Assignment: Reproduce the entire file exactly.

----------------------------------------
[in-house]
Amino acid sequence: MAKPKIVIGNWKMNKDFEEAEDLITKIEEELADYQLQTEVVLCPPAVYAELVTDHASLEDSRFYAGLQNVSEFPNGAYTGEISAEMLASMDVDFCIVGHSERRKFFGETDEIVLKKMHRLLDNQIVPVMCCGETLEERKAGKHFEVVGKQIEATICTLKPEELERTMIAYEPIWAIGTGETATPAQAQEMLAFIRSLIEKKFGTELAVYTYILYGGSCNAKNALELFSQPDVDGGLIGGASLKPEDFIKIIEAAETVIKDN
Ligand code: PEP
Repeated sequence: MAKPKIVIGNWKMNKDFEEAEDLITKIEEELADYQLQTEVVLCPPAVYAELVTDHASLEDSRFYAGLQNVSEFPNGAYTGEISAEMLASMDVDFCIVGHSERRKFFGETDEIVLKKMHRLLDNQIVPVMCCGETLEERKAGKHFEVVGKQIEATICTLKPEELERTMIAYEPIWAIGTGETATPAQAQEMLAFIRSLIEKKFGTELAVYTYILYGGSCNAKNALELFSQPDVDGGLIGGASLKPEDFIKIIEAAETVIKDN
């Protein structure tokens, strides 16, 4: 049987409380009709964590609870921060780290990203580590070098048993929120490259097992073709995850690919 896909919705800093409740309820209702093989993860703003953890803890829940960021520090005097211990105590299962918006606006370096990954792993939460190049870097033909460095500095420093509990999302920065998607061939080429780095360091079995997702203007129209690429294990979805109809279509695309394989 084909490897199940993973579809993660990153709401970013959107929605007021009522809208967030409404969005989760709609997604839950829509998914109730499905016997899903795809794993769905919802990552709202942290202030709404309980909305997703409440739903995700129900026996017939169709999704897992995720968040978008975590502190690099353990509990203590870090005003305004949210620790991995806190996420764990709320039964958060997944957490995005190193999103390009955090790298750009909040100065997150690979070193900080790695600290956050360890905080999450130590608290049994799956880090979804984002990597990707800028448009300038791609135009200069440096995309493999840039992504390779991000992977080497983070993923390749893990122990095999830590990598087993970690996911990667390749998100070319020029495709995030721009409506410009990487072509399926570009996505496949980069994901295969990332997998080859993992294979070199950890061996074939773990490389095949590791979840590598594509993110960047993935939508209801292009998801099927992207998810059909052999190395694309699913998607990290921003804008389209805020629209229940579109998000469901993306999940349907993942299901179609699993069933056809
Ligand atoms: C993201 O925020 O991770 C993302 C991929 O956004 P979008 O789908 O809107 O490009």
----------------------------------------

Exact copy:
[in-house]
Amino acid sequence: MAKPKIVIGNWKMNKDFEEAEDLITKIEEELADYQLQTEVVLCPPAVYAELVTDHASLEDSRFYAGLQNVSEFPNGAYTGEISAEMLASMDVDFCIVGHSERRKFFGETDEIVLKKMHRLLDNQIVPVMCCGETLEERKAGKHFEVVGKQIEATICTLKPEELERTMIAYEPIWAIGTGETATPAQAQEMLAFIRSLIEKKFGTELAVYTYILYGGSCNAKNALELFSQPDVDGGLIGGASLKPEDFIKIIEAAETVIKDN
Ligand code: PEP
Repeated sequence: MAKPKIVIGNWKMNKDFEEAEDLITKIEEELADYQLQTEVVLCPPAVYAELVTDHASLEDSRFYAGLQNVSEFPNGAYTGEISAEMLASMDVDFCIVGHSERRKFFGETDEIVLKKMHRLLDNQIVPVMCCGETLEERKAGKHFEVVGKQIEATICTLKPEELERTMIAYEPIWAIGTGETATPAQAQEMLAFIRSLIEKKFGTELAVYTYILYGGSCNAKNALELFSQPDVDGGLIGGASLKPEDFIKIIEAAETVIKDN
């Protein structure tokens, strides 16, 4: 049987409380009709964590609870921060780290990203580590070098048993929120490259097992073709995850690919 896909919705800093409740309820209702093989993860703003953890803890829940960021520090005097211990105590299962918006606006370096990954792993939460190049870097033909460095500095420093509990999302920065998607061939080429780095360091079995997702203007129209690429294990979805109809279509695309394989 084909490897199940993973579809993660990153709401970013959107929605007021009522809208967030409404969005989760709609997604839950829509998914109730499905016997899903795809794993769905919802990552709202942290202030709404309980909305997703409440739903995700129900026996017939169709999704897992995720968040978008975590502190690099353990509990203590870090005003305004949210620790991995806190996420764990709320039964958060997944957490995005190193999103390009955090790298750009909040100065997150690979070193900080790695600290956050360890905080999450130590608290049994799956880090979804984002990597990707800028448009300038791609135009200069440096995309493999840039992504390779991000992977080497983070993923390749893990122990095999830590990598087993970690996911990667390749998100070319020029495709995030721009409506410009990487072509399926570009996505496949980069994901295969990332997998080859993992294979070199950890061996074939773990490389095949590791979840590598594509993110960047993935939508209801292009998801099927992207998810059909052999190395694309699913998607990290921003804008389209805020629209229940579109998000469901993306999940349907993942299901179609699993069933056809
Ligand atoms: C993201 O925020 O991770 C993302 C991929 O956004 P979008 O789908 O809107 O490009």